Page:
Tag Archives: sexism

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Donald Trump’s Win Is A Blessing of Pain

“We can ignore even pleasure. But pain insists upon being attended to. God whispers to us in our pleasures, speaks in our conscience, but shouts in our pains: it is his megaphone to rouse a deaf world.” C.S. Lewis, The Problem of Pain

 

For a variety of reasons, I voted for Hillary Clinton for president.

 

Like many, many others, I did not get what I wanted.

 

But I did get something valuable.

 

I received the gift of pain.

 

As gifts go, pain is not usually high on anyone’s most-wanted list. It’s the reason why, when people want to exclaim strongly about how much they dislike something, they usually offer up a painful alternative that they would rather choose. I’d rather light myself on fire. I’d rather snuggle with razor blades and bathe in lemon juice. I’d rather have a root canal.

Actually, that last one seems rather apt, because the potential for pain from a root canal stems from the exposure of nerves in our teeth. We hurt because we are getting unfiltered, unadulterated, no-holds-barred pain signals from our bodies’ specialized pain sensors. When you need a root canal, your teeth hurt to remind you that hey, something is REALLY WRONG. 

That’s right. Pain is a messenger.

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Hillary, Barack… ponder the wisdom of Shaquille.

The blogosphere is in a collective tizzy over the latest round of he-said-she-said between the campaign supporters of Barack Obama and Hillary Clinton.

The latest has to do with this woman, former NY congresswoman and running-mate-to-Walter-Mondale-as-VP-in-’84, Geraldine Ferraro. In an interview with the Daily Breeze to promote an upcoming talk in Torrance, CA Ms. Ferraro made a series of comments that were troubling to supporters of the Obama campaign, many of whom felt were racist in tone.

This is an excerpt of the piece. You be the judge:

“I think what America feels about a woman becoming president takes a very secondary place to Obama’s campaign – to a kind of campaign that it would be hard for anyone to run against,” she said. “For one thing, you have the press, which has been uniquely hard on her. It’s been a very sexist media. Some just don’t like her. The others have gotten caught up in the Obama campaign.

“If Obama was a white man, he would not be in this position,” she continued. “And if he was a woman (of any color) he would not be in this position. He happens to be very lucky to be who he is. And the country is caught up in the concept.” Ferraro does not buy the notion of Obama as the great reconciler.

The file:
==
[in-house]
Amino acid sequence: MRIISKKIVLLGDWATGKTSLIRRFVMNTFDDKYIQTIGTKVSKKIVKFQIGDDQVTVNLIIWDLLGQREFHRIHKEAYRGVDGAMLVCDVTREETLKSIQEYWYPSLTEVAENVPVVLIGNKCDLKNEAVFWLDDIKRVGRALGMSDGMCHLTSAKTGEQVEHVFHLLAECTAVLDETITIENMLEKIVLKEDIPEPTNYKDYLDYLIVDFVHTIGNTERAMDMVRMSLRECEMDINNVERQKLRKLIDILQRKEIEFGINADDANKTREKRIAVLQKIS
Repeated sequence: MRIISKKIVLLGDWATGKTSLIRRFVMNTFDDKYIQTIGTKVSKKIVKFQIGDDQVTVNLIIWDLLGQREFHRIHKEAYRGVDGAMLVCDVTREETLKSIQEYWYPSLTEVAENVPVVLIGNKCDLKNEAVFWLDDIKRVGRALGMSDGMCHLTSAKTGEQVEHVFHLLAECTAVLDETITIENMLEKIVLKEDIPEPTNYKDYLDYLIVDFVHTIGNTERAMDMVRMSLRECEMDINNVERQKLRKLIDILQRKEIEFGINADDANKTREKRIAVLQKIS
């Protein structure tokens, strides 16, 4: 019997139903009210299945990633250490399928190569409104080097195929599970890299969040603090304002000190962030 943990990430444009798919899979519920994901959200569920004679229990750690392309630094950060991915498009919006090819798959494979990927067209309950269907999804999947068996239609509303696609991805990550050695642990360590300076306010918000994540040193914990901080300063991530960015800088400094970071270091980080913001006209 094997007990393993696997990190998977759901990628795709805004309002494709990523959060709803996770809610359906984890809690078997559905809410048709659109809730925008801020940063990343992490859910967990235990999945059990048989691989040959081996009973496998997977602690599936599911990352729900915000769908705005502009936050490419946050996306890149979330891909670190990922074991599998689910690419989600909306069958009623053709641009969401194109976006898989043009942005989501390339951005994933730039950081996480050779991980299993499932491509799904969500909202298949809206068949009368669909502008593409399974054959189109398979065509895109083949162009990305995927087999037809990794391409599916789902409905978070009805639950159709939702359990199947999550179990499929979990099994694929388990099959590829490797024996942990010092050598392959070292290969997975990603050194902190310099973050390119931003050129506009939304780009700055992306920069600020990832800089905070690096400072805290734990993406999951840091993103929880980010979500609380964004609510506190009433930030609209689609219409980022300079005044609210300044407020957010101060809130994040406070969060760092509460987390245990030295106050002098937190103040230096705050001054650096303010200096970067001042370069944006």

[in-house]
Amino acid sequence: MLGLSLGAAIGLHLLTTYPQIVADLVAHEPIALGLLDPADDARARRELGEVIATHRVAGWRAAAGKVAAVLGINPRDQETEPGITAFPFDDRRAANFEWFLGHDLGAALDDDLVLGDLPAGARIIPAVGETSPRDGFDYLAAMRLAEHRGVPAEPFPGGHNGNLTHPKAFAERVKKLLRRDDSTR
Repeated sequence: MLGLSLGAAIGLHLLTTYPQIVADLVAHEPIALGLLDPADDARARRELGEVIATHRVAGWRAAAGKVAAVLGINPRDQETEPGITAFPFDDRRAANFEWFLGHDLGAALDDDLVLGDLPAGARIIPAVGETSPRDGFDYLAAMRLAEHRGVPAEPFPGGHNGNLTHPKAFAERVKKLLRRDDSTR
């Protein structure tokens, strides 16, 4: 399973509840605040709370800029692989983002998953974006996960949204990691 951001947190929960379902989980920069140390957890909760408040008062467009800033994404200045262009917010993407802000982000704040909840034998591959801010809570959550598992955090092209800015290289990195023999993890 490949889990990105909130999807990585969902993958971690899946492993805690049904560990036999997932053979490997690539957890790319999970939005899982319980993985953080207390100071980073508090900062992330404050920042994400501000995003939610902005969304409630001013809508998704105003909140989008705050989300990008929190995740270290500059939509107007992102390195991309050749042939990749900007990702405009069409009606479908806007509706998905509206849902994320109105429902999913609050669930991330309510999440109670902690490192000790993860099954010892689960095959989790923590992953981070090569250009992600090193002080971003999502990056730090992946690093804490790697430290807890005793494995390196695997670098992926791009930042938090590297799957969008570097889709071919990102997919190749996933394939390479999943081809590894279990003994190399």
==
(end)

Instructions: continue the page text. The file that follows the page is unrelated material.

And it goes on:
“I was reading an article that said young Republicans are out there campaigning for Obama because they believe he’s going to be able to put an end to partisanship,” Ferraro said, clearly annoyed. “Dear God! Anyone that has worked in the Congress knows that for over 200 years this country has had partisanship – that’s the way our country is.”

Understandably, chief Obama strategist David Axelrod was incensed:


“The bottom-line is this, when you wink and nod at offensive statements, you’re really sending a signal to your supporters that anything goes,” Axelrod said in a conference call with reporters on Tuesday.

“There’s no other way to send a serious signal that you want to police the tone of this campaign,” he added. “And if you don’t do those things then you are simply adding to the growing compendium of evidence that you really are encouraging that.”

The idea here is that if anyone from the Obama camp had tried to make the argument that the only reason there is traction behind Sen. Clinton’s campaign is because she’s a strong, embattled woman, that the PC police would come for that person’s head.

(See: Samantha Power and her ensuing “Hillary’s a monster” furor.)

For this, I defer to the immortal wisdom of Shaquille O’Neal.

After his Miami Heat team defeated the Portland Trailblazers, he was asked by a reporter if his team still would have won if then-injured forwards Darius Miles and Shareef Abdur-Rahim would’ve been in the lineup for Portland. This was his response (courtesy of Shaqquotes.com):

“Doesn’t matter. If I would’ve had a beer before the game, I would’ve been drunk. So I don’t believe in ‘if.’”

Truer words have yet to be spoken.

Obamaniacs, don’t take the bait. Denizens of Hillaryland, quit playing the ‘if’ game. Focus on the issues.

Personal foul, half-the-distance-to-the-goal-line.

Repeat third down.